Init containers are used quite often in Kubernetes and Azure Kubernetes Service. They are not very different from your regular containers. You need to remember only two things – initContainers always run till completion and an init container must end before the next one starts.
To create them, you can define initContainers inside pod spec, similar to regular containers.
Tutorial: Using Init Containers
For our example we will run a simple solution. I am going to deploy a busybox image, both as regular container as well as an init container. Regular container won’t start untill init container is able to find a service, named myservice.
1 apiVersion: batch/v1 2 kind: Job 3 metadata: 4 name: hello 5 spec: 6 template: 7 # This is the pod template 8 spec: 9 containers: 10 - name: hello 11 image: busybox 12 command: ['sh', '-c', 'echo "Hello, Kubernetes!" && sleep 60'] 13 restartPolicy: OnFailure 14 initContainers: 15 - name: init-busybox 16 image: busybox 17 command: ['sh', '-c', 'until nslookup myservice; do echo waiting for myservice; sleep 2; done']
- Line 14: initContainers are defined here, pretty similar to our regular containers (at line 9).
- Line 17: Custom command is mentioned here. It basically says to check for service named myservice. Until it does, it keeps pasting logs saying it’s waiting for myservice.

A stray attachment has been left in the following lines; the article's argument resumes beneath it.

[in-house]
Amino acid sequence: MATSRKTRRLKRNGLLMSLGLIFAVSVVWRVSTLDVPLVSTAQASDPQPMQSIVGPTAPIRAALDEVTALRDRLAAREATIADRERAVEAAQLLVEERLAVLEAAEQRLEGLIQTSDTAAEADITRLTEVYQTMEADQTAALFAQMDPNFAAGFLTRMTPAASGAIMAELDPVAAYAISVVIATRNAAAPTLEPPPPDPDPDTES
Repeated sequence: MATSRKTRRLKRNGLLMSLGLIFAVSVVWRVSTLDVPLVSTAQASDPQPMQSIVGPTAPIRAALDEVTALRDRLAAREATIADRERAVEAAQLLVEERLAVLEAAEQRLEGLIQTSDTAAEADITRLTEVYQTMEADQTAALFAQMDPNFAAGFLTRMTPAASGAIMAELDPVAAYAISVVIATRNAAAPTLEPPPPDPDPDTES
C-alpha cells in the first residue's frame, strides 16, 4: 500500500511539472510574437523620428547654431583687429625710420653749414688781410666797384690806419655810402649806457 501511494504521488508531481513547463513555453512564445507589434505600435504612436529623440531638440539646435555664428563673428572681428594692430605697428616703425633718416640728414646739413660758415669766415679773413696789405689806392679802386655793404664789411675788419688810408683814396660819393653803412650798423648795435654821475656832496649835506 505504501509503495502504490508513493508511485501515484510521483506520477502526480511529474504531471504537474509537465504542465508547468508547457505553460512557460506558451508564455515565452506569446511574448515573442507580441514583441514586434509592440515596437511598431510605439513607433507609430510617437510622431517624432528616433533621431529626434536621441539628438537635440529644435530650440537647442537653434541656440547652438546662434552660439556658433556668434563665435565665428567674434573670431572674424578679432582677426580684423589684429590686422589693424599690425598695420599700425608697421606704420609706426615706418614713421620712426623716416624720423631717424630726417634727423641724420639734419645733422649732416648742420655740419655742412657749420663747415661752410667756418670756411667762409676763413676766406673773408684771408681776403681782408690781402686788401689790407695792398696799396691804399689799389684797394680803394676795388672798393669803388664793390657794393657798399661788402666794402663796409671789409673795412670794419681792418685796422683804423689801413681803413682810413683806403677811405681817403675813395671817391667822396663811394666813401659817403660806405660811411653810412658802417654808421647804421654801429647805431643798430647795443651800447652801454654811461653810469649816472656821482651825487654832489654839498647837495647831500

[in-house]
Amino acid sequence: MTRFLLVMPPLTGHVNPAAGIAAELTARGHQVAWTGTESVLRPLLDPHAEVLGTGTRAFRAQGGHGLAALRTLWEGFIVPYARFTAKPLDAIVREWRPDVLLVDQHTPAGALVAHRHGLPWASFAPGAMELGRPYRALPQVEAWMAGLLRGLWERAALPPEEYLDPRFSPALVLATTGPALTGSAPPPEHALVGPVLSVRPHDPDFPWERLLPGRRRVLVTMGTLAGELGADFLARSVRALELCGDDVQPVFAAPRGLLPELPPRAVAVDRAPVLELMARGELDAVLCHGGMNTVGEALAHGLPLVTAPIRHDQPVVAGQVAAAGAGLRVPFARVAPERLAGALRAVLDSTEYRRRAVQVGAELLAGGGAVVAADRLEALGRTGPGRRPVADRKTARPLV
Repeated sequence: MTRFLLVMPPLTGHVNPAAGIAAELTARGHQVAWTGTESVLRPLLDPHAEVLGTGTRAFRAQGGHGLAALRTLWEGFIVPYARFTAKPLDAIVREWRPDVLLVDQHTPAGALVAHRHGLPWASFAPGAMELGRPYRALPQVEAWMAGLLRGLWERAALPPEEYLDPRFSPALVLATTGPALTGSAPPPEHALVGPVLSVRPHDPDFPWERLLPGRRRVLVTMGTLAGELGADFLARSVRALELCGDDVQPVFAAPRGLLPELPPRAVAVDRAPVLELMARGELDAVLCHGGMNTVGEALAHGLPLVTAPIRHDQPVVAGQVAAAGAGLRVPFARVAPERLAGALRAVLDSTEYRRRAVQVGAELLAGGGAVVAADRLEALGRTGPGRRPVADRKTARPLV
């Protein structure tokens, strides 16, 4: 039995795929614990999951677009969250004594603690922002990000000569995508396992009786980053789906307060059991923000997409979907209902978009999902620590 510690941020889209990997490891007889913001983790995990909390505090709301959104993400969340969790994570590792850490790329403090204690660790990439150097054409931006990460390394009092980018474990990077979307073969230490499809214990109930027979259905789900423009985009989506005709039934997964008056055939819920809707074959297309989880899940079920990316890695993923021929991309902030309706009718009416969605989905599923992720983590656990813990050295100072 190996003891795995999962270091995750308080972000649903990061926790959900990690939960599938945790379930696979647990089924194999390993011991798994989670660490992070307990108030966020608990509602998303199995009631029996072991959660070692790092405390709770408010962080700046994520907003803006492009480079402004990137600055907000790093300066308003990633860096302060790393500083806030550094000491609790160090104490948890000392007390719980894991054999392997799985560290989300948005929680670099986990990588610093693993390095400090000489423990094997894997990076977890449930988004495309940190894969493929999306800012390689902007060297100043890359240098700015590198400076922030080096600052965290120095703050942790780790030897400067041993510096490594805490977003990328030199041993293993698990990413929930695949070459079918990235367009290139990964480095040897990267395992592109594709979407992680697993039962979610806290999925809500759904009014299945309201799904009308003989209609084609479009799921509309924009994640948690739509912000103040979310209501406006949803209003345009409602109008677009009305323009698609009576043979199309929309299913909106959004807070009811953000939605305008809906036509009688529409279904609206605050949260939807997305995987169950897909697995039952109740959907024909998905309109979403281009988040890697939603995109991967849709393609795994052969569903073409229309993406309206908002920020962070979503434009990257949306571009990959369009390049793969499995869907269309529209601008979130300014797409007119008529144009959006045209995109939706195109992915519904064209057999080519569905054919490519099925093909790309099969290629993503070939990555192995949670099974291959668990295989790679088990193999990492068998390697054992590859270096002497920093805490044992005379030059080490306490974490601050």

Lets deploy this YAML file and see what happens.
# Deploy the batch job kubectl create -f simple-init-container.yaml # Check the pods from default namespace kubectl get pods
Here’s the output.
As you could see it’s waiting for initContainers to complete first. Lets check logs for this pod.
Note: since more than one containers are present inside the pod, kubectl command should also mention the container name. In our case, it’s init-busybox.
# Get logs from pod hello-n4w2b and container init-busybox kubectl logs hello-n4w2b -c init-busybox
This is just a small snapshot of the entire logs. But you get the complete picture, right? Now what happens if we create a service named myservice. To do this, I will expose my hello pod using following command.
# Expose hello pod using expose command. kubectl expose pod hello-n4w2b --port 80 --name myservice # Check all the pods again kubectl get pods
As expected, once our init container completed our main app container, and pod, are up and ready.
Let me know if you have any queries or questions on this.We can run through the troubleshooting together.